So to recap, you could either implement a custom object editor template as Brad Wilson suggested that will recurse down to complex properties or you could modify your _Formulario.cshtml view to specify EditorFor each individual elements.

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Thanks for the explanation.. I would not do this for each property, I would make at least using the UIHint attribute. The problem is that even I added UIHint, nothing happens! –  Ridermansb Mar 15 '12 at 17:06
1  
@Riderman de Sousa Barbosa, nothing happens because as I said, in the default Object template ASP.NET MVC doesn't recurse down to complex properties. So even if you put an UIHint on your Tipos property it will be ignored. You need to modify the default Object.cshtml template as Brad Wilson showed. –  Darin Dimitrov Mar 15 '12 at 17:12
    
I got it. Well I wanted to avoid this, but the way I have to do it. Thanks for the help! –  Ridermansb Mar 15 '12 at 17:15
    
@Darin, bonus question here: if T require T.cshtml template name by default then what is the default template name for IEnumerable<T> without [UIHint]? I tried Ts.cshtml, a plural name but is not working without [UIHint]. –  CallMeLaNN Oct 21 '12 at 20:34
    
@CallMeLaNN, the default template for IEnumerable<T> is T.cshtml which is strongly typed to T. ASP.NET MVC will automatically invoke it for each element of the collection. –  Darin Dimitrov Oct 22 '12 at 5:42
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A @foreach loop renders something that looks right, but the resulting markup will have the same id for each row's controls. It also will not post the enumerable collection back with the model instance.

There are two ways to make this work such that you have a unique id for each item in the collection, and so that the collection is hydrated on postbacks:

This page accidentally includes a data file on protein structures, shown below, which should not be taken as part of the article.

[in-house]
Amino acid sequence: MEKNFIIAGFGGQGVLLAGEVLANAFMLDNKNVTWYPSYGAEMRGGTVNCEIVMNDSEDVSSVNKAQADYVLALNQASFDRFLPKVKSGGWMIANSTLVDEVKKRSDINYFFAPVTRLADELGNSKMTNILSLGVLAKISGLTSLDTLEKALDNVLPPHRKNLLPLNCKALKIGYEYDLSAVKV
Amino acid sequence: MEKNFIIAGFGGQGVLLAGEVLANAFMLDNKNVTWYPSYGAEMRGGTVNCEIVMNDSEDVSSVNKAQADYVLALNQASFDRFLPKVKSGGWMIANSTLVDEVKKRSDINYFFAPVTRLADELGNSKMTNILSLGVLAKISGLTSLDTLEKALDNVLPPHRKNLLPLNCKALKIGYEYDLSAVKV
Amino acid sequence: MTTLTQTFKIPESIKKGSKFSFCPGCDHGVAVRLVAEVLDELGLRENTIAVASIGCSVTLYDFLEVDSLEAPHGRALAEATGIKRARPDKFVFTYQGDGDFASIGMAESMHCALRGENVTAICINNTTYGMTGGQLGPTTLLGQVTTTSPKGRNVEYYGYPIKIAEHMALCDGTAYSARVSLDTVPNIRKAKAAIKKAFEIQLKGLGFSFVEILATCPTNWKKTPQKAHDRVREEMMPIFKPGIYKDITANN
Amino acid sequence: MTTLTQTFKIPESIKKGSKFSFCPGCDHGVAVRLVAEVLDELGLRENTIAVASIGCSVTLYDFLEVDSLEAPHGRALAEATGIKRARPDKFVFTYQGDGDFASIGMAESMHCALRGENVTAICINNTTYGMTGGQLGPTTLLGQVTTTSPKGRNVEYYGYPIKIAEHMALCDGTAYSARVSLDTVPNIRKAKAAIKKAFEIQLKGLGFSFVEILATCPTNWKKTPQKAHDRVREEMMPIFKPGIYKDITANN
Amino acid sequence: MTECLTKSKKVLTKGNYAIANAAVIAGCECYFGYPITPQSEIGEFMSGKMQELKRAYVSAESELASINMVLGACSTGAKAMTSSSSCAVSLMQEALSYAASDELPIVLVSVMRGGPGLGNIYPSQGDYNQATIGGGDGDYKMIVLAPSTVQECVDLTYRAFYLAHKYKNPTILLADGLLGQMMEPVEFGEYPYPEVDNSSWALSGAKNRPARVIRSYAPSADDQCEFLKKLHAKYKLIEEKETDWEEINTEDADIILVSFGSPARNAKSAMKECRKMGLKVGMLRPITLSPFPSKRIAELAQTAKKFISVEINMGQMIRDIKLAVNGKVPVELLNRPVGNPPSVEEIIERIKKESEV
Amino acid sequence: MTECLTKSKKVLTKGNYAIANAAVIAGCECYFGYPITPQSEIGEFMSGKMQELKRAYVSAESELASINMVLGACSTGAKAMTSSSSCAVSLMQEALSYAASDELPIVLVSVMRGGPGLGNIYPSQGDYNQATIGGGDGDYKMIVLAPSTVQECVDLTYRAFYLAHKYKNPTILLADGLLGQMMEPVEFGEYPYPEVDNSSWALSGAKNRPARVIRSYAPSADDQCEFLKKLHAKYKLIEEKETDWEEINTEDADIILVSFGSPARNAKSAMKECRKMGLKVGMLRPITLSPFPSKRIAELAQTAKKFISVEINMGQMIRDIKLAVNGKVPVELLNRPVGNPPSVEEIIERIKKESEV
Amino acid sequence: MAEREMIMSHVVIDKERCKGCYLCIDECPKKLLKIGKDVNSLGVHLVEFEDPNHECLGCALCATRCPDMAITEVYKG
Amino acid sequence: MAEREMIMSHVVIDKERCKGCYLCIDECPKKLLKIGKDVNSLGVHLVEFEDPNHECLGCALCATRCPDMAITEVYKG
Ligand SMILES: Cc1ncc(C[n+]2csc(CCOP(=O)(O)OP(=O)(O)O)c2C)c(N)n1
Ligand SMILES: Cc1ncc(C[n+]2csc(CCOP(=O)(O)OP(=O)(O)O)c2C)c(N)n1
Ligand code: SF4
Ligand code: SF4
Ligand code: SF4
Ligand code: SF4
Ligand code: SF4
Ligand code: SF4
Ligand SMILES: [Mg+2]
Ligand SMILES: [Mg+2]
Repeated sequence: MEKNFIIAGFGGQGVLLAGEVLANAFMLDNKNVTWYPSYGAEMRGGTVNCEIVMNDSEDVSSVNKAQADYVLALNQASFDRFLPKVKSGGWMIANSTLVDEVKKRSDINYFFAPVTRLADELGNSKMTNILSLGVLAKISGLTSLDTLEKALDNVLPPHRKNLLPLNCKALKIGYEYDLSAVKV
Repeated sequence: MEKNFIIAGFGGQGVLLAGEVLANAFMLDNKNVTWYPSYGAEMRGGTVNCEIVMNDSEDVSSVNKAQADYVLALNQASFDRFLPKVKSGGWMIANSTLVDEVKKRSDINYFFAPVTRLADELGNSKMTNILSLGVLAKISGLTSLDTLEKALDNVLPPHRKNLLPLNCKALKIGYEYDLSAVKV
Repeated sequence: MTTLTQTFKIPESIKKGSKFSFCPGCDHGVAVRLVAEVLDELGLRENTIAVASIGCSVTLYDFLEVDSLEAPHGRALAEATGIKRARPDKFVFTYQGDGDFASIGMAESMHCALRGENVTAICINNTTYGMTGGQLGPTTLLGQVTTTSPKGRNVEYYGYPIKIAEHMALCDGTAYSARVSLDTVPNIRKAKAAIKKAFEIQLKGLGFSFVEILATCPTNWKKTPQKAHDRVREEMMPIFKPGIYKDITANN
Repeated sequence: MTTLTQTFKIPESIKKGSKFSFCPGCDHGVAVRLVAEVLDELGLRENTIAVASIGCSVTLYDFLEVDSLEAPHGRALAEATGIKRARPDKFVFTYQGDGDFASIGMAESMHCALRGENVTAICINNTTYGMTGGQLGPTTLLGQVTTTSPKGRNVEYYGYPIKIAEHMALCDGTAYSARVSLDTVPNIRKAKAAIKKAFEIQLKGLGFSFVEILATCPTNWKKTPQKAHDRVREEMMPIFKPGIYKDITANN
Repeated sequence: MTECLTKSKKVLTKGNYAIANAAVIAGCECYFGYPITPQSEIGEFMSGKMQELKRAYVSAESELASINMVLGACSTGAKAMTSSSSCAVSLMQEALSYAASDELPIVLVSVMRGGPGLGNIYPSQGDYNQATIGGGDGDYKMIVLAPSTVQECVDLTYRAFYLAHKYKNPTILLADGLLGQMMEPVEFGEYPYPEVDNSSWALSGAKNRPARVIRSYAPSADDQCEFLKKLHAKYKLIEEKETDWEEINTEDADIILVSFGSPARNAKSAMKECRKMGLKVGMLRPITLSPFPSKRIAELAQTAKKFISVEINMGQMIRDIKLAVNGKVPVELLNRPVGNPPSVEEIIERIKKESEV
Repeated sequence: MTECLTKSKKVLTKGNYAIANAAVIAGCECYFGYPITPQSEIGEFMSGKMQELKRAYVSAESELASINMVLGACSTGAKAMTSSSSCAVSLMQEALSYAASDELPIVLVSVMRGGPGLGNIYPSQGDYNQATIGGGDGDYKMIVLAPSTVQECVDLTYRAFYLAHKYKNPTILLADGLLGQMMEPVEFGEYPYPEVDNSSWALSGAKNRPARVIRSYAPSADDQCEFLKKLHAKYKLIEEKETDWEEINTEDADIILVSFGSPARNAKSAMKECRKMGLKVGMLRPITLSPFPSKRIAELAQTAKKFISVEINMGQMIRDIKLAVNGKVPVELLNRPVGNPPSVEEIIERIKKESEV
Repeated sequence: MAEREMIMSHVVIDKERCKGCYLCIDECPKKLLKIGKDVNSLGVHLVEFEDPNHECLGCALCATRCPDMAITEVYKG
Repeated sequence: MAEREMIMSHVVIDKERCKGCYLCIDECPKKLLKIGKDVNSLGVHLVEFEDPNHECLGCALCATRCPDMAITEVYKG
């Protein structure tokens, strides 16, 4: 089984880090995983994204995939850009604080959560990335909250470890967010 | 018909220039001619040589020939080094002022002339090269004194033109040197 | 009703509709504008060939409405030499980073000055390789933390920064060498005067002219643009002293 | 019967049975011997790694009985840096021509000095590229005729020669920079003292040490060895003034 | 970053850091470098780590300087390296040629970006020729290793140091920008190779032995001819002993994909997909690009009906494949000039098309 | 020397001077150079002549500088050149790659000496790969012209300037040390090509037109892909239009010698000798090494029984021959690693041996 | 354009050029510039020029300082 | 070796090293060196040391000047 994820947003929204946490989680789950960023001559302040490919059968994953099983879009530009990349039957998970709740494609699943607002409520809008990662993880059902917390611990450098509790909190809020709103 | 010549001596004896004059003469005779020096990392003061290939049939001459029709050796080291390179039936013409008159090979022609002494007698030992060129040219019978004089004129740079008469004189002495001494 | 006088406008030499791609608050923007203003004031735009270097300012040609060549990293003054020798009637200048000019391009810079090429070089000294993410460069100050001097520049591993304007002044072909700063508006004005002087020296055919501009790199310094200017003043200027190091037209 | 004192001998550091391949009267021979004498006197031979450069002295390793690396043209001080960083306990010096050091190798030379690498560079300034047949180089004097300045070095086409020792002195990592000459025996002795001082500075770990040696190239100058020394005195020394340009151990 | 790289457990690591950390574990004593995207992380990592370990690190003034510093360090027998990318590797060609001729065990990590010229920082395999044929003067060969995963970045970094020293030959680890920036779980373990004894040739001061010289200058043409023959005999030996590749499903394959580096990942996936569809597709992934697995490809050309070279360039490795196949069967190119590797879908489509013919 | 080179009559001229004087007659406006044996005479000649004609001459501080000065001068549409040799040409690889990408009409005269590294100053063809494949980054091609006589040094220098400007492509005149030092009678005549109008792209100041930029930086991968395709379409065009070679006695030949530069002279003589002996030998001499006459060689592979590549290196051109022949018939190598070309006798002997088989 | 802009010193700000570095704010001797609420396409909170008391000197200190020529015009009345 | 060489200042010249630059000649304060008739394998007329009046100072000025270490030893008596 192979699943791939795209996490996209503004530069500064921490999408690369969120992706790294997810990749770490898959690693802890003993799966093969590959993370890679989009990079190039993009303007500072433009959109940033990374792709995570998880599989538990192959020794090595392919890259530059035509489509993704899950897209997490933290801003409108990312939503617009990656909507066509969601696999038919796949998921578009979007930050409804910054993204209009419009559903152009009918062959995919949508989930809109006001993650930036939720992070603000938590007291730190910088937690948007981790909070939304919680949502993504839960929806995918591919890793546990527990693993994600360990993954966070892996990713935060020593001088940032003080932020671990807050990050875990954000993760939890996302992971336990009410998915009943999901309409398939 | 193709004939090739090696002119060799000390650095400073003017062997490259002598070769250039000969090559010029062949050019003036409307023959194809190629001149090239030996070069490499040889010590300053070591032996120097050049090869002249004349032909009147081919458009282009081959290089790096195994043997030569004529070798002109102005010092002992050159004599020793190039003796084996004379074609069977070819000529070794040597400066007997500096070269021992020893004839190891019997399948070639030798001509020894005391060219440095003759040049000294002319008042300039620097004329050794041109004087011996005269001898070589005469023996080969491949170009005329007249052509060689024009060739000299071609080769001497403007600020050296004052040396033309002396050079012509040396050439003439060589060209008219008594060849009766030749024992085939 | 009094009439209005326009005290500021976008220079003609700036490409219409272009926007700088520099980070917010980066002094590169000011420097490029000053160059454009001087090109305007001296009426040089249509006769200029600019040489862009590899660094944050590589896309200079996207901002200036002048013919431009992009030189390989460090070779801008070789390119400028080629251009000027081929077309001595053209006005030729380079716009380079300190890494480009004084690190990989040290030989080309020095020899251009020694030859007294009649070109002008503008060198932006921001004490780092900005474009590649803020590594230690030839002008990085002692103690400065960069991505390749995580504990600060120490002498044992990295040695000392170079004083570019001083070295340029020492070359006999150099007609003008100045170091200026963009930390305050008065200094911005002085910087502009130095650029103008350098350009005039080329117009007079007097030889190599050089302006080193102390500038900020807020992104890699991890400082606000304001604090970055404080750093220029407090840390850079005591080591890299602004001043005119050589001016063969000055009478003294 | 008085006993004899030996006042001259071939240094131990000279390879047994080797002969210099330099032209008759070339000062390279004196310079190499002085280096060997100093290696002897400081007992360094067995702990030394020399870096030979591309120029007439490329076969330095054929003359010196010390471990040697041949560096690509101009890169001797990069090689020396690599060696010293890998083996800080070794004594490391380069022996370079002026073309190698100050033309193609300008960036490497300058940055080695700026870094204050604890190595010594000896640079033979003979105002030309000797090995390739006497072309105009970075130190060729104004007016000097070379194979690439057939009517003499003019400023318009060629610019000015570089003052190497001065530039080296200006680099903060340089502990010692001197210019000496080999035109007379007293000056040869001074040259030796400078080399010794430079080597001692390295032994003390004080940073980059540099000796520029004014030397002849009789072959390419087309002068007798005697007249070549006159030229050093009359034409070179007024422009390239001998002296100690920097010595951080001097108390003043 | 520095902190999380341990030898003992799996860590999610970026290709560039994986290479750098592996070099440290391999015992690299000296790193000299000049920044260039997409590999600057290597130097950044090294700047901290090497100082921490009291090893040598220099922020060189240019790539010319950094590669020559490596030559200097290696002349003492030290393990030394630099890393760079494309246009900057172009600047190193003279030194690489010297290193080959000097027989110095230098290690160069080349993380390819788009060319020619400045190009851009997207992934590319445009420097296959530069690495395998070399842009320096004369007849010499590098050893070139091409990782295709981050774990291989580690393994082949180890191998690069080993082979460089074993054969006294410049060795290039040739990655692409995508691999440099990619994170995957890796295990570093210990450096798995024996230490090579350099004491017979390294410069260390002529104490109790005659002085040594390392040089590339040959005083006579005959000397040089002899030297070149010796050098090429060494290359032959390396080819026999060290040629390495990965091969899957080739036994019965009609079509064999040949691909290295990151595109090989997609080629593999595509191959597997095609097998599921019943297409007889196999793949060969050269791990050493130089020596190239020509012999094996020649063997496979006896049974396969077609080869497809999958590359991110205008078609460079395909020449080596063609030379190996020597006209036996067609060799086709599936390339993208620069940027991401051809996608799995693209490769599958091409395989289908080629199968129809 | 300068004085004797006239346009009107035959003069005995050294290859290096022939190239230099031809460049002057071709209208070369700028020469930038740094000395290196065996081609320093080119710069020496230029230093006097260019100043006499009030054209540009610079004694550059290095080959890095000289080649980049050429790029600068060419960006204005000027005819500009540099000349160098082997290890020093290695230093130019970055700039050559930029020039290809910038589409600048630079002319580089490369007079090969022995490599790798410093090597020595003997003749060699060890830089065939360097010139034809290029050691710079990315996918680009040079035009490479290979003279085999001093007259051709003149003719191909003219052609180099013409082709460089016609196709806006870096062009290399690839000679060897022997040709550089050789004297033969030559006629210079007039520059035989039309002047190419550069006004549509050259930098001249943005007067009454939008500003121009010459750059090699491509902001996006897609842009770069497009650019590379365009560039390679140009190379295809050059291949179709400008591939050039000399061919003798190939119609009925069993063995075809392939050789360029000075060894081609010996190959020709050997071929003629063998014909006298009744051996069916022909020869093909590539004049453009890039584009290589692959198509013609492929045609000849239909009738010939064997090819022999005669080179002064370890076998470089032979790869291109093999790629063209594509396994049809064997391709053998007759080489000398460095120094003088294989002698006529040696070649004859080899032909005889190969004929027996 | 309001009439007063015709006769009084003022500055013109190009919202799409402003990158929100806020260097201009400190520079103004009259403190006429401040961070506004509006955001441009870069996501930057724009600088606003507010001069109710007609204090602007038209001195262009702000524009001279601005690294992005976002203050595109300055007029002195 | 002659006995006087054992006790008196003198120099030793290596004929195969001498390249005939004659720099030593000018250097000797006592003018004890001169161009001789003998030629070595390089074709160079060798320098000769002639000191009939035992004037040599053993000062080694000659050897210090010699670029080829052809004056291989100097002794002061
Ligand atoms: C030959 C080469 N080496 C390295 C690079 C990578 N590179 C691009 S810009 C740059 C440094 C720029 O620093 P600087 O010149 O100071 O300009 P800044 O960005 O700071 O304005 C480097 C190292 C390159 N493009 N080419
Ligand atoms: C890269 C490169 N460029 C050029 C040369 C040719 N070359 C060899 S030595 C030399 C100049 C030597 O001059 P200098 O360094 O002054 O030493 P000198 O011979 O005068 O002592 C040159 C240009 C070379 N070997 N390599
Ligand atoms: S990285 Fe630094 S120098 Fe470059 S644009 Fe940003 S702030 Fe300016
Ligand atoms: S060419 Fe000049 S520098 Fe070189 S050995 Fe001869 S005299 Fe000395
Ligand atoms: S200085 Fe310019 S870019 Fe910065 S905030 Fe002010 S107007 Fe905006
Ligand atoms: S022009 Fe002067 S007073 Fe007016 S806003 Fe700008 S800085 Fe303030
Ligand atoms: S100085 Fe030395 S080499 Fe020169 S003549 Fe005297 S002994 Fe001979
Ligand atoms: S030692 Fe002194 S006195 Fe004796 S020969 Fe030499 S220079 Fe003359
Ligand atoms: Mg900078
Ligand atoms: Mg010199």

1. Use the default editor template rather than a named one

// editor name parameter must be omitted; default editor template's model type
// should be a single instance of the child object, not an IEnumerable. This 
// convention looks wrong, but it fully works:
@Html.EditorFor(parentObject => parentObject.Items) 

2. Use a @for loop, not a @foreach:

@for (int i = 0; i < parentObject.Items.Count ; i++) {
    // the model binder uses the indexer to disambiguate the collection items' controls: 
    @Html.EditorFor(c => Model.Items[i], "MyEditorTemplate") 
}

This will not work, however:

// this will error out; the model type will not match the view's at runtime:
@Html.EditorFor(parentObject => parentObject.Items, "MyEditorTemplate")

Nor will this:

@foreach(var item in parentObject.Items) {
    // this will render, but won't post the collection items back with the model instance: 
    @Html.EditorFor(c => item, "MyEditorTemplate") 
}

For a detailed answer why this is, look at this question: MVC can't override EditorTemplate name when used in EditorFor for child object.